The serialisation of the novel predated the June 2012 elections, and the novel invited considerable speculation about Tahir dreams and national futures afterwards. In June 2012, Fishere wrote that the military generals and the Muslim Brotherhood had followed his novel’s script. His observations were contextualised in a power struggle between the military and the Muslim Brotherhood, specifically the “soft coup” of June in pre-election Egypt, when the Supreme Council of the Armed Forces dissolved the Brotherhood-dominated parliament and limited the future president’s constitutional powers.
In what was then a context before the June 2012 presidential election, the novel attended to political crises on the national stage since 25 January, 2011 and imagined political developments up to 2020.  In the novel, Ali revisits the 25 January Revolution that he had observed and writes to his son: “I the translator who had spent most of his life in the presidential palace. . . I knew as I sat there on the morning of 29 January, 2011 that it was all over and that Egypt had exploded and would never be the same.”
After the revolutionary fervour of 25 January, 2011, Ali’s narrative evokes disharmony, loss, and defeat. In the novel, post-2011 Egypt is portrayed as a military then Islamist state followed by a Mubarak-inspired regime. After the Port Said massacre of 2 February, 2012, the novel builds on this real event with the fictional civilian presidential council formed by the Supreme Council of Armed Forces. A second wave of revolution convulses Egypt in the novel after clashes between police and street vendors in an informal settlement. Curiously, there were parallels between national developments and fictional plots in the novel.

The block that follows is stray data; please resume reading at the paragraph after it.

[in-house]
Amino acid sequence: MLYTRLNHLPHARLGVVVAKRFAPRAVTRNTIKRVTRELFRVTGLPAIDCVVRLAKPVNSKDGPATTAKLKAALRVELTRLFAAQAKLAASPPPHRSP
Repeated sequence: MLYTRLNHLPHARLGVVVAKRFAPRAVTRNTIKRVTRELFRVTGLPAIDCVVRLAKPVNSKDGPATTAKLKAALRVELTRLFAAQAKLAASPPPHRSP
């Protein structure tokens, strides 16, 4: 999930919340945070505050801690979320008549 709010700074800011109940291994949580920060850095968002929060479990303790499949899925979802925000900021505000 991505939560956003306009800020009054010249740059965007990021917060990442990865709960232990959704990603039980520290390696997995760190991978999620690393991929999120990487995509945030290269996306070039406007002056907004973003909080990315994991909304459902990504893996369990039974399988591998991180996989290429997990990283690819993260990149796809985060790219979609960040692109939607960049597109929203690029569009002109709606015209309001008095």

The novel’s events rest between revolutionary dreams and prophesy by which Fishere juxtaposes Egypt’s national aspirations in 2011 with its extended struggle for democracy.  Ali the translator in the presidential palace “before our January revolution” and secretary devoted to his work “after the revolution” is an observer of the fall of governments and political unrest.  It is in this context that we read about Ali’s growing disenchantment with the 25 January Revolution as he observes the failure of the revolutionary left led by his fellow revolutionary Mahmoud Bashir and his friend the liberal Ezzedin’s rise to power. During the rule of Ezzedin, the liberal-turned-dictator,  Ali observes the horror of revolutionary tribunals: Ezzedin signs an order for the execution of their friend Mahmoud Bashir and, ironically, he is later also sentenced to death during the second wave of revolution. The turn of events in the novel with Ezzedin’s campaign of terror explores how democracy can become dictatorship.